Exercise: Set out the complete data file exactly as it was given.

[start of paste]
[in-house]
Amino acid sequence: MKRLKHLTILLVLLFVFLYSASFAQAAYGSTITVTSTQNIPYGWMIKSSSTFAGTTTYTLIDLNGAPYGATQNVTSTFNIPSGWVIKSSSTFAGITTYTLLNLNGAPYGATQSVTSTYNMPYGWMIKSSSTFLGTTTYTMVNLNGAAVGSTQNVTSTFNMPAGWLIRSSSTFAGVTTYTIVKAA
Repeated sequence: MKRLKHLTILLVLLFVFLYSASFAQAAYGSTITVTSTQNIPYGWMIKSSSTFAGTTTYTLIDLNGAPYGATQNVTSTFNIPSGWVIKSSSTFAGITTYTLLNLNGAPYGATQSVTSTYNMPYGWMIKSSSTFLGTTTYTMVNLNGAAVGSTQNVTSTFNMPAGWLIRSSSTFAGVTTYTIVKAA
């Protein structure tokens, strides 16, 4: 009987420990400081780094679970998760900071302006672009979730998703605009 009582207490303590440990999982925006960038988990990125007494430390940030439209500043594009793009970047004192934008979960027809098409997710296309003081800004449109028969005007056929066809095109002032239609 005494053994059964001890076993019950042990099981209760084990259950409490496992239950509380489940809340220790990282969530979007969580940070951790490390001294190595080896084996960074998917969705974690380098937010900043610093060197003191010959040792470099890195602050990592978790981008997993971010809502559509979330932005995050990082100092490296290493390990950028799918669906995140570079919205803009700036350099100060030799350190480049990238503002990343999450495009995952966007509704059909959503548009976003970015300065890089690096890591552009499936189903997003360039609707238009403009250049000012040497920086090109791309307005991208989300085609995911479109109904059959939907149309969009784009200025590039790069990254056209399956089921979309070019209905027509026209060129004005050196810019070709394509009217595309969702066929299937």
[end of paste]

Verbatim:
[in-house]
Amino acid sequence: MKRLKHLTILLVLLFVFLYSASFAQAAYGSTITVTSTQNIPYGWMIKSSSTFAGTTTYTLIDLNGAPYGATQNVTSTFNIPSGWVIKSSSTFAGITTYTLLNLNGAPYGATQSVTSTYNMPYGWMIKSSSTFLGTTTYTMVNLNGAAVGSTQNVTSTFNMPAGWLIRSSSTFAGVTTYTIVKAA
Repeated sequence: MKRLKHLTILLVLLFVFLYSASFAQAAYGSTITVTSTQNIPYGWMIKSSSTFAGTTTYTLIDLNGAPYGATQNVTSTFNIPSGWVIKSSSTFAGITTYTLLNLNGAPYGATQSVTSTYNMPYGWMIKSSSTFLGTTTYTMVNLNGAAVGSTQNVTSTFNMPAGWLIRSSSTFAGVTTYTIVKAA
């Protein structure tokens, strides 16, 4: 009987420990400081780094679970998760900071302006672009979730998703605009 009582207490303590440990999982925006960038988990990125007494430390940030439209500043594009793009970047004192934008979960027809098409997710296309003081800004449109028969005007056929066809095109002032239609 005494053994059964001890076993019950042990099981209760084990259950409490496992239950509380489940809340220790990282969530979007969580940070951790490390001294190595080896084996960074998917969705974690380098937010900043610093060197003191010959040792470099890195602050990592978790981008997993971010809502559509979330932005995050990082100092490296290493390990950028799918669906995140570079919205803009700036350099100060030799350190480049990238503002990343999450495009995952966007509704059909959503548009976003970015300065890089690096890591552009499936189903997003360039609707238009403009250049000012040497920086090109791309307005991208989300085609995911479109109904059959939907149309969009784009200025590039790069990254056209399956089921979309070019209905027509026209060129004005050196810019070709394509009217595309969702066929299937």